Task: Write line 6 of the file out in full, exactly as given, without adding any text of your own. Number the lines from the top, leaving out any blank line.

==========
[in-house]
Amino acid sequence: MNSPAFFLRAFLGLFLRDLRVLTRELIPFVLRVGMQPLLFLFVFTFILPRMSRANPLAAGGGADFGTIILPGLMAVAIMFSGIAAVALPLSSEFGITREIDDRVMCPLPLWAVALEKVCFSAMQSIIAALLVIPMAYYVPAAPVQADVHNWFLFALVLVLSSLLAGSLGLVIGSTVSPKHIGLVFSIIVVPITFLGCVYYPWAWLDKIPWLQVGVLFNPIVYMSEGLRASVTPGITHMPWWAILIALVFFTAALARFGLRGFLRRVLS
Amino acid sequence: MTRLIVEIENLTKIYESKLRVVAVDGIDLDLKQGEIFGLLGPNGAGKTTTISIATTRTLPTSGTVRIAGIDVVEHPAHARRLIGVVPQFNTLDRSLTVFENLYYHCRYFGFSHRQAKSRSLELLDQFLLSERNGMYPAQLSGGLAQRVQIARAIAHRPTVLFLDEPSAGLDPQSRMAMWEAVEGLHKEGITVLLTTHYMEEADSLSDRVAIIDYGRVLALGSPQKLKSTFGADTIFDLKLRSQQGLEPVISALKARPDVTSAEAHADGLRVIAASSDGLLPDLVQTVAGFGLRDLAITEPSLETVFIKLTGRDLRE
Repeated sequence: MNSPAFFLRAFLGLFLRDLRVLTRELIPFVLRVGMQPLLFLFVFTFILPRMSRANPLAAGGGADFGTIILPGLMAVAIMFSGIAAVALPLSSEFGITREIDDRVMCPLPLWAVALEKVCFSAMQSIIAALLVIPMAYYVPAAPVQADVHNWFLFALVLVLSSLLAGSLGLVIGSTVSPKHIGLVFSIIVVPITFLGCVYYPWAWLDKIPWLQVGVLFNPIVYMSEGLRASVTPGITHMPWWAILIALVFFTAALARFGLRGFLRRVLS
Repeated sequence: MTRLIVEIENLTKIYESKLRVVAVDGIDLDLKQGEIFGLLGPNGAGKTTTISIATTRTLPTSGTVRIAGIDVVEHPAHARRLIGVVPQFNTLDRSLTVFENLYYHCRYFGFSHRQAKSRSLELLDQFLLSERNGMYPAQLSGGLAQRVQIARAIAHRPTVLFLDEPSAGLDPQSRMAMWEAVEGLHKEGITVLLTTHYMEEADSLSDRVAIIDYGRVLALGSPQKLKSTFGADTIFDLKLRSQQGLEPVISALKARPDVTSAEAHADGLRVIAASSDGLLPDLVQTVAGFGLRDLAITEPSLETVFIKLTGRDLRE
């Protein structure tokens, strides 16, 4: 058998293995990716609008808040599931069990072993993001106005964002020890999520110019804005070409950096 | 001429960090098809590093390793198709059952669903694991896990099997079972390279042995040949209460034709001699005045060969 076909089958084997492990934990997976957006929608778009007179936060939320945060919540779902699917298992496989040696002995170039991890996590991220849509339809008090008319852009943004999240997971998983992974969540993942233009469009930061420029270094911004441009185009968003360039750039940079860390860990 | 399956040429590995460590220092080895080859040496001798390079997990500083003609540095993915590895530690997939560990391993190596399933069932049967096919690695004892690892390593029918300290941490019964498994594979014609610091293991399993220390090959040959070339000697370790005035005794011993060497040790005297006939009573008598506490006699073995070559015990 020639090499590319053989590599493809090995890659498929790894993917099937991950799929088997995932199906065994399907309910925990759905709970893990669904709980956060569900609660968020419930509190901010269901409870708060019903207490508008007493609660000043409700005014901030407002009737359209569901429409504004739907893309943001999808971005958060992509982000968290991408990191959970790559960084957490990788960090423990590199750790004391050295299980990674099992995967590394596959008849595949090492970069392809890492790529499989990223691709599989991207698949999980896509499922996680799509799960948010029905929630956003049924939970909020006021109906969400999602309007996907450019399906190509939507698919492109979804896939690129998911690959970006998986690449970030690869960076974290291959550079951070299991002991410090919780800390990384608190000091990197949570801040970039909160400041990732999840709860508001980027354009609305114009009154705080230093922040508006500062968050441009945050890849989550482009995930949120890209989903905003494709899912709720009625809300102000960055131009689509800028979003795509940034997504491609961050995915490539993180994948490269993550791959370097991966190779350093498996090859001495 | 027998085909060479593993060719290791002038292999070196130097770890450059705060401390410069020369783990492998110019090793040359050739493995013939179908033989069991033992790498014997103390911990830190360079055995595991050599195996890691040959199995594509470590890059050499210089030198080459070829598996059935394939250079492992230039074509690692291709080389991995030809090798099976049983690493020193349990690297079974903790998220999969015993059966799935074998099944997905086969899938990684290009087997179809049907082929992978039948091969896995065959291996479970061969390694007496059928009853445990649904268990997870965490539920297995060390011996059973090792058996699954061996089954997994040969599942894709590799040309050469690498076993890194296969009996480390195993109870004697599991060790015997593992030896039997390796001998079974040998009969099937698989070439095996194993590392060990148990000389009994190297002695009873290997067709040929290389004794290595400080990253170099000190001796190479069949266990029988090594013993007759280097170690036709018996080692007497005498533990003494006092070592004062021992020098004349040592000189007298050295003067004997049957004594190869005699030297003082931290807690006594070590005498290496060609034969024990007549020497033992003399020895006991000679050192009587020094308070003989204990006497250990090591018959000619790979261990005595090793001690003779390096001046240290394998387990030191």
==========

């Protein structure tokens, strides 16, 4: 058998293995990716609008808040599931069990072993993001106005964002020890999520110019804005070409950096 | 001429960090098809590093390793198709059952669903694991896990099997079972390279042995040949209460034709001699005045060969 076909089958084997492990934990997976957006929608778009007179936060939320945060919540779902699917298992496989040696002995170039991890996590991220849509339809008090008319852009943004999240997971998983992974969540993942233009469009930061420029270094911004441009185009968003360039750039940079860390860990 | 399956040429590995460590220092080895080859040496001798390079997990500083003609540095993915590895530690997939560990391993190596399933069932049967096919690695004892690892390593029918300290941490019964498994594979014609610091293991399993220390090959040959070339000697370790005035005794011993060497040790005297006939009573008598506490006699073995070559015990 020639090499590319053989590599493809090995890659498929790894993917099937991950799929088997995932199906065994399907309910925990759905709970893990669904709980956060569900609660968020419930509190901010269901409870708060019903207490508008007493609660000043409700005014901030407002009737359209569901429409504004739907893309943001999808971005958060992509982000968290991408990191959970790559960084957490990788960090423990590199750790004391050295299980990674099992995967590394596959008849595949090492970069392809890492790529499989990223691709599989991207698949999980896509499922996680799509799960948010029905929630956003049924939970909020006021109906969400999602309007996907450019399906190509939507698919492109979804896939690129998911690959970006998986690449970030690869960076974290291959550079951070299991002991410090919780800390990384608190000091990197949570801040970039909160400041990732999840709860508001980027354009609305114009009154705080230093922040508006500062968050441009945050890849989550482009995930949120890209989903905003494709899912709720009625809300102000960055131009689509800028979003795509940034997504491609961050995915490539993180994948490269993550791959370097991966190779350093498996090859001495 | 027998085909060479593993060719290791002038292999070196130097770890450059705060401390410069020369783990492998110019090793040359050739493995013939179908033989069991033992790498014997103390911990830190360079055995595991050599195996890691040959199995594509470590890059050499210089030198080459070829598996059935394939250079492992230039074509690692291709080389991995030809090798099976049983690493020193349990690297079974903790998220999969015993059966799935074998099944997905086969899938990684290009087997179809049907082929992978039948091969896995065959291996479970061969390694007496059928009853445990649904268990997870965490539920297995060390011996059973090792058996699954061996089954997994040969599942894709590799040309050469690498076993890194296969009996480390195993109870004697599991060790015997593992030896039997390796001998079974040998009969099937698989070439095996194993590392060990148990000389009994190297002695009873290997067709040929290389004794290595400080990253170099000190001796190479069949266990029988090594013993007759280097170690036709018996080692007497005498533990003494006092070592004062021992020098004349040592000189007298050295003067004997049957004594190869005699030297003082931290807690006594070590005498290496060609034969024990007549020497033992003399020895006991000679050192009587020094308070003989204990006497250990090591018959000619790979261990005595090793001690003779390096001046240290394998387990030191």